Down to Earth – With a Bump

It doesn’t happen quickly, it takes time.

For a long time you can’t imagine it happening at all.

Then one morning, you wake up and it’s living within you. A spiky, pebble in the midst of joyous certainty; disappointment.

Disappointment in the Ummah, you are now a part of.

For ‘born Muslims’ the acknowledgement that those who try to follow the teachings of the Prophet of Mercy, (May Allah The Most Merciful bless him) always fall short, comes with the territory. If you are from Pakistan or Bangladesh or Egypt or Palestine, or any other majority Muslim nation, you will have most likely experienced all manners of corruption from the political level down.

Family members, being human beings after all, will have done as we all do; raised their voices, gossiped (probably), missed Fajr and failed in a thousand, small, yet visible ways, to fully embody the teachings we are directed to follow in the Quran. Teachings that if taken to heart, absorbed into the very core of our understanding and then translated into our daily lives, would make this testing reality, dunya, so much easier to bear.

‘Born Muslims’ inevitably try and warn those of us who take testimony of faith as adults, in a variety of ways about the disappointment to come:

“Not all Muslims are good, be careful”; “We don’t keep our promises, pray for us.”

And always my favorite: “Facial veil is no guarantee of piety!”

New Muslims can’t and don’t listen. It is as if our eyes only seek out the good in our brothers and sisters. We are blinded by love, filled with joyous hope.

Finding Islam Through the Kindness of People

This apparent ‘naiveté’ seems to jar many brothers and sisters. It is almost as if they can’t wait to burst the bubble of our new found admiration for this community. This family-in-faith, remain stunned, as I announce in lectures that: “I came to Islam through the incredible character and kindness of the people.”

Yet, it’s true.

In 2005, I first set foot in the Holy Land, Palestine. There, in homes, of which the wealthiest I was invited to would be considered the poorest in the West, I learnt about love. And patience. And generosity. And how to host guests. And how to bring up children, and, and, and… And how to be a good human being.

Time and again, I would make excuses to go back to Falastin, treading the fertile grounds of Jenin, Nablus, Bethlehem. All because my heart yearned to spend time with the most remarkable people I had ever met.

After one such visit to the Gaza Strip, I experienced the terrible humiliation visited upon Palestinians, even in old age, at the Israeli ‘Crossing’ known as Erez. Half a mile of concentration camp style watchtowers, barbed wire, concrete and turnstiles cruel for livestock – terrible for human beings.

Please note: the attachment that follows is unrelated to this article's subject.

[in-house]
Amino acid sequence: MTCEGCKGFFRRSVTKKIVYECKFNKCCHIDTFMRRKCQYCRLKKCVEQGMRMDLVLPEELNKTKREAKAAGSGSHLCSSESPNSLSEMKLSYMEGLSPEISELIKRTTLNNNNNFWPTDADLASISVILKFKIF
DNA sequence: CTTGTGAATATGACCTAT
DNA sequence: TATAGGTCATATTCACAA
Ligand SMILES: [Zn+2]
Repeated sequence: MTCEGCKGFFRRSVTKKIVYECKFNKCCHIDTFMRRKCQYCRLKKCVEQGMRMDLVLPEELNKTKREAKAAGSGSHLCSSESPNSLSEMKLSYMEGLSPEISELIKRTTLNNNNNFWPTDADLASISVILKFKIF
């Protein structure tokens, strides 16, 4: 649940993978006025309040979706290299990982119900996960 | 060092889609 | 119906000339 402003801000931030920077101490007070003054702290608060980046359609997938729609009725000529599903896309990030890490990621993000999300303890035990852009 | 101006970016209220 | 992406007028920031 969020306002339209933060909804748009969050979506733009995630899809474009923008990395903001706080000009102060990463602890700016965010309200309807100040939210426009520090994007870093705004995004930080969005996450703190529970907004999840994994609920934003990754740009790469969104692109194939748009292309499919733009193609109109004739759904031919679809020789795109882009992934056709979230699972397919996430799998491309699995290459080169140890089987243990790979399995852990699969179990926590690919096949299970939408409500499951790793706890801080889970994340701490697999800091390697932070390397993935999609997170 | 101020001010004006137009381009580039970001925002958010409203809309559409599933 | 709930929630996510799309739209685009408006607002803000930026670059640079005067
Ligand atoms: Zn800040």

An elderly Gazan grandmother, traveling to America for a spinal operation, was turned back time and again at the crossing, without explanation, until she missed her flight and her operation. It took the rest of us; UN workers, Fatah government ministers, business men, five hours to pass through the hellish process.

I had booked a Palestinian taxi driver, Jamal, to collect me at around 11:00 am. It was now past 5:00 pm, dark, winter. My mobile battery had long ago died.

Suddenly a car sped towards me in the empty parking lot. It was my taxi.

“I booked you for 1:00 pm” I said aghast.

“Yes” replied Jamal “I waited from then”.

“For five hours?” His response made me weep all the way to Jerusalem, Al Quds.

“A Muslim man would never leave a woman on her own in danger.”

Subhan Allah!

These inspiring moments have not been limited to a land under occupation, nor to those whom hardship and poverty has cleansed of arrogance.

From Palestine to the UK

Back in London, my path continued to cross gentle women, whose manners were unlike any I had encountered before, with a sweetness from another, purer, age and time. Women who despite working in highly regarded professions, as lecturers, doctors and teachers, greeted me, an unbelieving stranger, with greater love than many I had known all my life.

Then I took my shahadah and I waited for the change (that all my born Muslim friends warned me) was certain to happen.